“His story is a how-to manual”: New Winton website launched
A freshly launched website celebrates the legacy of Sir Nicholas Winton, who in 1939 saved 669 mainly Jewish children from Czechoslovakia by helping them get to his native UK. The site showcases a wealth of material from the Sir Nicholas Winton Memorial Trust – and of course introduces visitors to his inspirational story. I discussed the website with his daughter, Barbara Winton.
“The motivation really was that my family – my husband, two children and I – put together a trust to hold my father’s archives.
“My father’s archives are quite extensive. They include original documentation, copies of the original stuff that’s now in Yad Vasham, all his awards, photographs, audio-visual stuff – so a lot of material.
“My intention was to catalogue that and to make that catalogue available online. So I set off down that path.
“And early last year I realised that this was a task that may never get finished [laughs].
“I thought that it was important that there was something for people, as soon as possible, that was visible online and that they could use to explore at least some of the archive.
“So that was the reason why I stopped the cataloguing and went onto this showcasing of elements of the archive, as illustrations of his life.”
Tell us about the copy of the list of children who were brought to the UK on the Kindertransport. That’s really powerful – you see the original document that was used at that time.
“Well, that in fact has been online on the original website we had for many years.
“The idea of it really was to allow people who had some suspicion that perhaps their parent or grandparent or relative had come to England on the Kindertransport a way of investigating that and proving or disproving it.
“The reason it’s perhaps a bit easier to find your way through is really just the redesigning of that site.
“I suppose I get, I don’t know, one or two emails a month from people who have gone on there and found a link to one of their relatives that they hadn’t been aware of before.
“So it’s been a very useful resource for people to at least make that initial recognition that they, or their parent or grandparent, came that route.”
I’ve seen you say that you hope the website will inspire future generations to go out and help those in need. It’s over 30 years now since your father’s story first became known in the UK – do you find that there is much interest in his story from younger people today?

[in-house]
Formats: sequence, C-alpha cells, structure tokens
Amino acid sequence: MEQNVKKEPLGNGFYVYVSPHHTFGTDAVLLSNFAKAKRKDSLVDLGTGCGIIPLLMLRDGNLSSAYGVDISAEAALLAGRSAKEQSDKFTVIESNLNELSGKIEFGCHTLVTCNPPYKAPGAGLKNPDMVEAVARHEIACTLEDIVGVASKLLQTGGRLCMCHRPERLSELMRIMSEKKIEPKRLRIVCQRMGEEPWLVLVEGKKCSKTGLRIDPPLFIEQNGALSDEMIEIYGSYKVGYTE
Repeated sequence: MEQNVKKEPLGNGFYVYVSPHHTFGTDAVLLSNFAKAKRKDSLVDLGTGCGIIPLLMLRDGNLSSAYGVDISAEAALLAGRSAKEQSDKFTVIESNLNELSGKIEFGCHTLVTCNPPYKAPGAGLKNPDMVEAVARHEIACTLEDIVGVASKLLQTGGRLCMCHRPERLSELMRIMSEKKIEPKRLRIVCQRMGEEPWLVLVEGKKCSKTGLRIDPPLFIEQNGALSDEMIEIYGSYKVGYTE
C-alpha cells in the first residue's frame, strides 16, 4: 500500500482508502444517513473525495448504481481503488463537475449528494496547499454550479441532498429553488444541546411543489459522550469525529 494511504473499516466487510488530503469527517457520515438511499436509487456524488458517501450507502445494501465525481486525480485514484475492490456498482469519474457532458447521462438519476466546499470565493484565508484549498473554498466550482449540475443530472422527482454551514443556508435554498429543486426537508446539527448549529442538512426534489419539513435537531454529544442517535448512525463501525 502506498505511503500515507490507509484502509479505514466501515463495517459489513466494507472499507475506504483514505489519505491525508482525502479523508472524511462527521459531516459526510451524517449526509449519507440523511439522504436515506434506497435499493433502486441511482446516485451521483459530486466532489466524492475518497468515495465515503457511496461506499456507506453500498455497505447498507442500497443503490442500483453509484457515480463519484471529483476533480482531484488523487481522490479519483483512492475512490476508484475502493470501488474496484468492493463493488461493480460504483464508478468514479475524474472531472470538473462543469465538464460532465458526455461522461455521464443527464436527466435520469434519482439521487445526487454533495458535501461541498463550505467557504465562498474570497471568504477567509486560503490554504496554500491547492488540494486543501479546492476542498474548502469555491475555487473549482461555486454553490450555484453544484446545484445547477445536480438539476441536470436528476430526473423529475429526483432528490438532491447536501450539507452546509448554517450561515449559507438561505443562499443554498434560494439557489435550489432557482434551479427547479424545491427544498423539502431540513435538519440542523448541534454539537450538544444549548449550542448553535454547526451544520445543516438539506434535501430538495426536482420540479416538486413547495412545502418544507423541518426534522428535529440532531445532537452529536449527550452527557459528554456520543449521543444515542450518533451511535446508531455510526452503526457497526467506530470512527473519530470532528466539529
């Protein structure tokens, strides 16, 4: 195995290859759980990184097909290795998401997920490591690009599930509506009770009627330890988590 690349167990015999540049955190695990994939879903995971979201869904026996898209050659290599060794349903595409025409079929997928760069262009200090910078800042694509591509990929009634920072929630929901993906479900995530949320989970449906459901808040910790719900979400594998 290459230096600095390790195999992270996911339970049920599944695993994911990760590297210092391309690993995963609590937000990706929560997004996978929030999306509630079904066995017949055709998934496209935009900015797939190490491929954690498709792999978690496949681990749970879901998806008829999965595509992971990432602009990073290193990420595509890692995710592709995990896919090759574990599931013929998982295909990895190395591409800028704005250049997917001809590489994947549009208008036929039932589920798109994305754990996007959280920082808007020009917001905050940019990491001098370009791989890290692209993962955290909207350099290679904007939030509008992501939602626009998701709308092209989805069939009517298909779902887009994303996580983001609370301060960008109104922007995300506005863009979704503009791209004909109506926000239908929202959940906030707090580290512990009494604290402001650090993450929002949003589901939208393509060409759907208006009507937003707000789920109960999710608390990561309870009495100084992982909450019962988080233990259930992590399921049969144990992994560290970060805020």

“Very much so. The Kindertransport story is used in this country as an introduction in schools to talking about the Holocaust.
“It’s a less traumatic way into that part of the history.
“And young people are very interested in history that features young people.
“They can identify, they can imagine what it was like to be in that position.
“So yes, I think schoolchildren particularly are fascinated by the story, because it’s something that they can identify with.
“And what you said about the reasoning for it – as you know from talking to me before, my father was not particularly interested in talking about history for its own sake.
“He thought that people didn’t learn from history and it wouldn’t change what would happen today or tomorrow to talk about the past.
“And really the idea of promoting his story in the way that we do is to remind people that this is how an individual got involved and went about doing something significant.
“Really it’s a kind of how-to manual as well: How do you go about it?
“Well, you see a problem, you make sure you understand what the problem is, you get a sense that this is really not right – and then you gather around you a group of people who agree with you and you go for it.
“That’s kind of what the exhibition in a sense is about.
“It’s about one man and how he took that road, in a way hopefully encouraging other people – that if they feel strongly about something they could follow that kind of path.”
I also wanted to ask you – what did you think of the recently published book by Petr Sís, Nicky & Vera [telling the story of Nicholas Winton and one of the children he saved, Vera Gissing]?
“It’s lovely. I’ve been sent a copy by Petr Sís in America, because he used a photo from the archive in the back of the book of my father on a motorbike, and he wanted permission for that.
“I thought it was very brave to address a story like that to such young children.
“But I think when I saw the book and I recognised – I didn’t know his work before, I have to admit – how beautiful his artwork is, how carefully he presents the information…
“But not only that – there were the small details that he put in, which really many people wouldn’t pick up on.
“I picked up on a lot of them, because he had read my biography of my father.
“So there were little details in there, about him keeping pigeons and his fencing and so on, that many people reading it now wouldn’t necessarily pick up on.
“But for me it demonstrated how much care he had taken to think through the story and how he was going to highlight the bits that were important.”